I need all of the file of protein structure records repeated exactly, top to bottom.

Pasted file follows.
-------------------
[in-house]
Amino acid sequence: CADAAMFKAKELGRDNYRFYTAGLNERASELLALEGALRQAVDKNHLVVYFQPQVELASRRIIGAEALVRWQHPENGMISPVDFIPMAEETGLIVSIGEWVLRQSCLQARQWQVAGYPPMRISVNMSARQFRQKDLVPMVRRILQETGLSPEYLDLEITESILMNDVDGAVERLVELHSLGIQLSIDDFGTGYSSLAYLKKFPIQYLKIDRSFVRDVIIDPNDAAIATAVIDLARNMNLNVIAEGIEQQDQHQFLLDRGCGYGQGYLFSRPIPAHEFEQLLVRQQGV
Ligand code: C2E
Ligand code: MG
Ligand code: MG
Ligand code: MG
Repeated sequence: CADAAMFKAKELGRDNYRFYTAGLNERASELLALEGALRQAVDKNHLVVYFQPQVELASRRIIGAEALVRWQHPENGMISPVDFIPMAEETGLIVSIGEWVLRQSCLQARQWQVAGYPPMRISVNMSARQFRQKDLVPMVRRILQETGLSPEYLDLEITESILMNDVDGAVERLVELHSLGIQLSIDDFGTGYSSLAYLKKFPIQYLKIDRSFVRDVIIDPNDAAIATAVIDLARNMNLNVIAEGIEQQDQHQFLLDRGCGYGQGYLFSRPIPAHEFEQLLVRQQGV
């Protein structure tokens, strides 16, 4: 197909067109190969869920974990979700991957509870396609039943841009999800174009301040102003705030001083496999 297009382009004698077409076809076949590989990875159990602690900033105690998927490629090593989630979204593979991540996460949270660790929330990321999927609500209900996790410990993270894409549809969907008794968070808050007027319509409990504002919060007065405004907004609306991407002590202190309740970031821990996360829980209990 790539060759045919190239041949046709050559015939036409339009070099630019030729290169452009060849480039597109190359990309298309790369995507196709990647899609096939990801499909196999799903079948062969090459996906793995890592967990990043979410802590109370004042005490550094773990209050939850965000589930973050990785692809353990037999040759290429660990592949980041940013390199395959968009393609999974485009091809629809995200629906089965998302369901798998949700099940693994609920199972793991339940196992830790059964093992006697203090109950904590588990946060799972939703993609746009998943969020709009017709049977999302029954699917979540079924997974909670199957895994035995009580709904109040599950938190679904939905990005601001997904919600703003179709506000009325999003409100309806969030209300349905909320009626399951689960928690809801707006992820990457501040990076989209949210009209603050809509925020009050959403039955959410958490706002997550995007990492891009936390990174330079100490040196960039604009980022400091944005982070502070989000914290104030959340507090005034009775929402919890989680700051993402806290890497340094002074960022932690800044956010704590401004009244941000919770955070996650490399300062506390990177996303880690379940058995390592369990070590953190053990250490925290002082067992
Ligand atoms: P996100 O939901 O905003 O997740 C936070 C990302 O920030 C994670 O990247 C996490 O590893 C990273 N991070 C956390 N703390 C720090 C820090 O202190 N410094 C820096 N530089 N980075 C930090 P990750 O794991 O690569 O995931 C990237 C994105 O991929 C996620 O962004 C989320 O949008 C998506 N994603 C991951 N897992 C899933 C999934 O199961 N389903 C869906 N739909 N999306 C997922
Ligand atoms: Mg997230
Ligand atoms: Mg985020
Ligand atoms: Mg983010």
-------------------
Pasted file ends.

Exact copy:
[in-house]
Amino acid sequence: CADAAMFKAKELGRDNYRFYTAGLNERASELLALEGALRQAVDKNHLVVYFQPQVELASRRIIGAEALVRWQHPENGMISPVDFIPMAEETGLIVSIGEWVLRQSCLQARQWQVAGYPPMRISVNMSARQFRQKDLVPMVRRILQETGLSPEYLDLEITESILMNDVDGAVERLVELHSLGIQLSIDDFGTGYSSLAYLKKFPIQYLKIDRSFVRDVIIDPNDAAIATAVIDLARNMNLNVIAEGIEQQDQHQFLLDRGCGYGQGYLFSRPIPAHEFEQLLVRQQGV
Ligand code: C2E
Ligand code: MG
Ligand code: MG
Ligand code: MG
Repeated sequence: CADAAMFKAKELGRDNYRFYTAGLNERASELLALEGALRQAVDKNHLVVYFQPQVELASRRIIGAEALVRWQHPENGMISPVDFIPMAEETGLIVSIGEWVLRQSCLQARQWQVAGYPPMRISVNMSARQFRQKDLVPMVRRILQETGLSPEYLDLEITESILMNDVDGAVERLVELHSLGIQLSIDDFGTGYSSLAYLKKFPIQYLKIDRSFVRDVIIDPNDAAIATAVIDLARNMNLNVIAEGIEQQDQHQFLLDRGCGYGQGYLFSRPIPAHEFEQLLVRQQGV
């Protein structure tokens, strides 16, 4: 197909067109190969869920974990979700991957509870396609039943841009999800174009301040102003705030001083496999 297009382009004698077409076809076949590989990875159990602690900033105690998927490629090593989630979204593979991540996460949270660790929330990321999927609500209900996790410990993270894409549809969907008794968070808050007027319509409990504002919060007065405004907004609306991407002590202190309740970031821990996360829980209990 790539060759045919190239041949046709050559015939036409339009070099630019030729290169452009060849480039597109190359990309298309790369995507196709990647899609096939990801499909196999799903079948062969090459996906793995890592967990990043979410802590109370004042005490550094773990209050939850965000589930973050990785692809353990037999040759290429660990592949980041940013390199395959968009393609999974485009091809629809995200629906089965998302369901798998949700099940693994609920199972793991339940196992830790059964093992006697203090109950904590588990946060799972939703993609746009998943969020709009017709049977999302029954699917979540079924997974909670199957895994035995009580709904109040599950938190679904939905990005601001997904919600703003179709506000009325999003409100309806969030209300349905909320009626399951689960928690809801707006992820990457501040990076989209949210009209603050809509925020009050959403039955959410958490706002997550995007990492891009936390990174330079100490040196960039604009980022400091944005982070502070989000914290104030959340507090005034009775929402919890989680700051993402806290890497340094002074960022932690800044956010704590401004009244941000919770955070996650490399300062506390990177996303880690379940058995390592369990070590953190053990250490925290002082067992
Ligand atoms: P996100 O939901 O905003 O997740 C936070 C990302 O920030 C994670 O990247 C996490 O590893 C990273 N991070 C956390 N703390 C720090 C820090 O202190 N410094 C820096 N530089 N980075 C930090 P990750 O794991 O690569 O995931 C990237 C994105 O991929 C996620 O962004 C989320 O949008 C998506 N994603 C991951 N897992 C899933 C999934 O199961 N389903 C869906 N739909 N999306 C997922
Ligand atoms: Mg997230
Ligand atoms: Mg985020
Ligand atoms: Mg983010």